The Washington Post published an interesting story today about a family living in Raleigh, North Carolina. Brian Campbell and Bonnie Melton married in 2008 and now have three kids, two girls and a boy named Eliot who is now 8-years-old. Brian Campbell grew up with a father who expected him to play sports and pursue a high-earning career like engineering. Brian did play football but eventually told his father he wanted to study art instead of engineering. At the time, his father was furious about that, but now that Brian is a successful animator at a video game company that family drama appears to be resolved. Still, both Brian and Bonnie wanted to approach parenting a little differently than their parents’ generation had, making an concerted effort to let their kids grow up without feeling a lot of cultural pressure related to gender. And yet, despite their efforts, it seems to them that nature took over:

At a time when more kids and teens are raising questions about the meaning of gender, Bonnie and Brian made a point of bringing up their children — Eliot and his sisters Toni, now 10, and Lena, 7 — in relatively gender-neutral ways. “It irked me when people said you can’t play with that because it’s a boy toy, or you can’t play with that because it’s a girl toy,” Bonnie says. They didn’t dress the girls in fancy pink baby clothes, for instance.

But no matter what Bonnie and Brian did, what happened looked a lot to them like nature taking over. The first time the family went to the local children’s museum, the parents laughed as 3-year-old Toni discovered princess dresses for the first time. She pulled them on with astonishment, as if to say, “Can you believe this?” Eliot, not yet able to talk, toddled away from her and right over to the train table.

“It’s funny,” Brian says. “I feel like I read stuff and listen to interviews with people that are like ‘Disney executives are driving little girls to want princess dresses!’ And I’m like, ‘Nope, little girls love this, and Disney’s making money off it.’ ” He laughs. “They just gravitated toward those things. They like what they like.”

Bonnie, Eliot’s mom, supports gun control, but she doesn’t let that societal pressure control her kids either. So Eliot, who likes toy guns, is allowed to play with them whenever he wants. Brian is a leader in a YMCA group similar to the Boy Scouts. There again, he sees evidence that boys are just prone to certain behavior:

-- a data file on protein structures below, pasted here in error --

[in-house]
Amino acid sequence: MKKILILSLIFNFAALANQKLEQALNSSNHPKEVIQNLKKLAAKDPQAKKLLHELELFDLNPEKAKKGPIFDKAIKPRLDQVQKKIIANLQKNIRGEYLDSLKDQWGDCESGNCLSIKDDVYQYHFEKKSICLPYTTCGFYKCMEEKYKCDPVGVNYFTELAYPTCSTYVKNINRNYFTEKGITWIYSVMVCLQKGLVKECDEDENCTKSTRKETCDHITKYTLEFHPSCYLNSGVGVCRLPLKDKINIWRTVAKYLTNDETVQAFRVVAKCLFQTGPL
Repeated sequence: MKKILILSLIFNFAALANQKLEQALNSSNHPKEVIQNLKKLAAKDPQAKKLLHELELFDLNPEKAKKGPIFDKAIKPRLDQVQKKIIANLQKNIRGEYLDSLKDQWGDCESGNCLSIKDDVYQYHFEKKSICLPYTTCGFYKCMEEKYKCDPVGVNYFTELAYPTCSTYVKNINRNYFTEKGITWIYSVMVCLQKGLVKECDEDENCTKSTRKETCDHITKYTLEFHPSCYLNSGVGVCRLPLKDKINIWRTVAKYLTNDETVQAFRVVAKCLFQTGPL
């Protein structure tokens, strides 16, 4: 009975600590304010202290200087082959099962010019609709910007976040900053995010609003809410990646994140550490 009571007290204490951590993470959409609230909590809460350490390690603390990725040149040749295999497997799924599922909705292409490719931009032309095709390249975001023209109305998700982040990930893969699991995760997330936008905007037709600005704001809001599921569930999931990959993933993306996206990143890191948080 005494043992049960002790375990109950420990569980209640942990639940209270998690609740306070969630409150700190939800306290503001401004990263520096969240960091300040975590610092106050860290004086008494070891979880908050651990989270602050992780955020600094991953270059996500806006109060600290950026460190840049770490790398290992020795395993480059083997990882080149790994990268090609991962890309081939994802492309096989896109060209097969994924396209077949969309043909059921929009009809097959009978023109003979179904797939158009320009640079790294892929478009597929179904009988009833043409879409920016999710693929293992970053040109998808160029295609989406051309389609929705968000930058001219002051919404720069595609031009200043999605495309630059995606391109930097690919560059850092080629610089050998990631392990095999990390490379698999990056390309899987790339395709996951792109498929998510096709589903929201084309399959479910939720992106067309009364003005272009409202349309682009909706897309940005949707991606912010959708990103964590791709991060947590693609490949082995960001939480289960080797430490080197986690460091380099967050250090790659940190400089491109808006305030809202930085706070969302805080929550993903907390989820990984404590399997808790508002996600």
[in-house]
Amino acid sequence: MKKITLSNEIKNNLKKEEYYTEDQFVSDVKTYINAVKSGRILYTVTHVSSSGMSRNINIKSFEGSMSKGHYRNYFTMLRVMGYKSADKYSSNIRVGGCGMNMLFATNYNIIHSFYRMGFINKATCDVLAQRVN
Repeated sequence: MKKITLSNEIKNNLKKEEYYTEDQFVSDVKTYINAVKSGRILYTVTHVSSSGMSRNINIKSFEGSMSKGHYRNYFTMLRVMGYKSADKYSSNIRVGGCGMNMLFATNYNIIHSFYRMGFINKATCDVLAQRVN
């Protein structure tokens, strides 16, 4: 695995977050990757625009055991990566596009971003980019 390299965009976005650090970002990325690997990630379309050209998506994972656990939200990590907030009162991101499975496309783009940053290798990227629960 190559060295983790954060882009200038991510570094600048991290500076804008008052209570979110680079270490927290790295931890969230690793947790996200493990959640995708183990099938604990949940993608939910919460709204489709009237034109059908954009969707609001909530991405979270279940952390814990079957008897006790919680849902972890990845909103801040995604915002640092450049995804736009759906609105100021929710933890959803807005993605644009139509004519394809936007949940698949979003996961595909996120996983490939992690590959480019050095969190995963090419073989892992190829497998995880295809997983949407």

At the spring outing, Brian and the other dads were setting up camp. The boys in Eliot’s group picked up sticks and started sword fighting. As other groups showed up, the boys ran to the woods, formed two sides, and started a giant game of war.

For Brian, it’s like watching a kitten stalking something. It’s just natural boy behavior. “I think some people see that as an unnatural behavior in boys, that it’s somehow dangerous, especially with school shootings,” he said.

I really don’t see a problem with any of this. You can certainly make an argument that most kids of a certain gender will gravitate toward certain norms while recognizing that not every kid will do so or will do so at the same time as every other kid. As a parent, the best approach is to provide enough space for the kid to grow without freaking out if they take one strange turn at age six.

Of course, there is a certain breed of progressive who considers all gender norms to be harmful and the work of society. There are even some parents on the fringe who are raising their children to choose their own gender when they get older. But this family, which started out trying to give their kids space to be whoever they wanted to be, have found their kids fit a lot of the gender stereotypes of both boys and girls. It’s nice to see someone willing to risk the wrath of the ideologues to say so.